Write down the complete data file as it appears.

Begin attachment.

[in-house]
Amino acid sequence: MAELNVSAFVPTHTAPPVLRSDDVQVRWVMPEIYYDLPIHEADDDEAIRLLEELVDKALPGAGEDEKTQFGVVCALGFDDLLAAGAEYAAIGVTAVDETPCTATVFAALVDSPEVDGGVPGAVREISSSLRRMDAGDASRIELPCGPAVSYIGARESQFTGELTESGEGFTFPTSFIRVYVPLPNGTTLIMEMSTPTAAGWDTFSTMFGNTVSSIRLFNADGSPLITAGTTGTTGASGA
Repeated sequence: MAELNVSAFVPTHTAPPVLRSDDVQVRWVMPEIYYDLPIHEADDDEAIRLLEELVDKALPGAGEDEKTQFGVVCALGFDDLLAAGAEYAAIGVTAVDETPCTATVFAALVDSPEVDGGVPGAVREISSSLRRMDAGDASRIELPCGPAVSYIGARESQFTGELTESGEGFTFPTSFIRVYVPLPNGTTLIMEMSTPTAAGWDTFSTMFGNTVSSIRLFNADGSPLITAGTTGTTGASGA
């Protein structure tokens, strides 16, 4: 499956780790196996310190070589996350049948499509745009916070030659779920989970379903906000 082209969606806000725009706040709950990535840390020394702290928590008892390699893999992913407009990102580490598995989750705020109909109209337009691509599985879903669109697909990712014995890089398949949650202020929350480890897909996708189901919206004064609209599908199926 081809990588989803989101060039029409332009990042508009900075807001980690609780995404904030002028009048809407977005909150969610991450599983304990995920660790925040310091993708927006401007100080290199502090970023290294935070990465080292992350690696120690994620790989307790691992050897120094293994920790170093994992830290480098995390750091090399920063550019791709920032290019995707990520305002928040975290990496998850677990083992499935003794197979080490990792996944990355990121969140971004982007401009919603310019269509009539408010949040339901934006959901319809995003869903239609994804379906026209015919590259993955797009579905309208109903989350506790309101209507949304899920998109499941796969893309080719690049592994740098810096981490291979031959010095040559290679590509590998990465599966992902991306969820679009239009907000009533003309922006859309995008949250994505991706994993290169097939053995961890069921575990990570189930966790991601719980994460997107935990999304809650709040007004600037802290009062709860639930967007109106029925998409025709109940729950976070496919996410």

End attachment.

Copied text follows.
[in-house]
Amino acid sequence: MAELNVSAFVPTHTAPPVLRSDDVQVRWVMPEIYYDLPIHEADDDEAIRLLEELVDKALPGAGEDEKTQFGVVCALGFDDLLAAGAEYAAIGVTAVDETPCTATVFAALVDSPEVDGGVPGAVREISSSLRRMDAGDASRIELPCGPAVSYIGARESQFTGELTESGEGFTFPTSFIRVYVPLPNGTTLIMEMSTPTAAGWDTFSTMFGNTVSSIRLFNADGSPLITAGTTGTTGASGA
Repeated sequence: MAELNVSAFVPTHTAPPVLRSDDVQVRWVMPEIYYDLPIHEADDDEAIRLLEELVDKALPGAGEDEKTQFGVVCALGFDDLLAAGAEYAAIGVTAVDETPCTATVFAALVDSPEVDGGVPGAVREISSSLRRMDAGDASRIELPCGPAVSYIGARESQFTGELTESGEGFTFPTSFIRVYVPLPNGTTLIMEMSTPTAAGWDTFSTMFGNTVSSIRLFNADGSPLITAGTTGTTGASGA
């Protein structure tokens, strides 16, 4: 499956780790196996310190070589996350049948499509745009916070030659779920989970379903906000 082209969606806000725009706040709950990535840390020394702290928590008892390699893999992913407009990102580490598995989750705020109909109209337009691509599985879903669109697909990712014995890089398949949650202020929350480890897909996708189901919206004064609209599908199926 081809990588989803989101060039029409332009990042508009900075807001980690609780995404904030002028009048809407977005909150969610991450599983304990995920660790925040310091993708927006401007100080290199502090970023290294935070990465080292992350690696120690994620790989307790691992050897120094293994920790170093994992830290480098995390750091090399920063550019791709920032290019995707990520305002928040975290990496998850677990083992499935003794197979080490990792996944990355990121969140971004982007401009919603310019269509009539408010949040339901934006959901319809995003869903239609994804379906026209015919590259993955797009579905309208109903989350506790309101209507949304899920998109499941796969893309080719690049592994740098810096981490291979031959010095040559290679590509590998990465599966992902991306969820679009239009907000009533003309922006859309995008949250994505991706994993290169097939053995961890069921575990990570189930966790991601719980994460997107935990999304809650709040007004600037802290009062709860639930967007109106029925998409025709109940729950976070496919996410």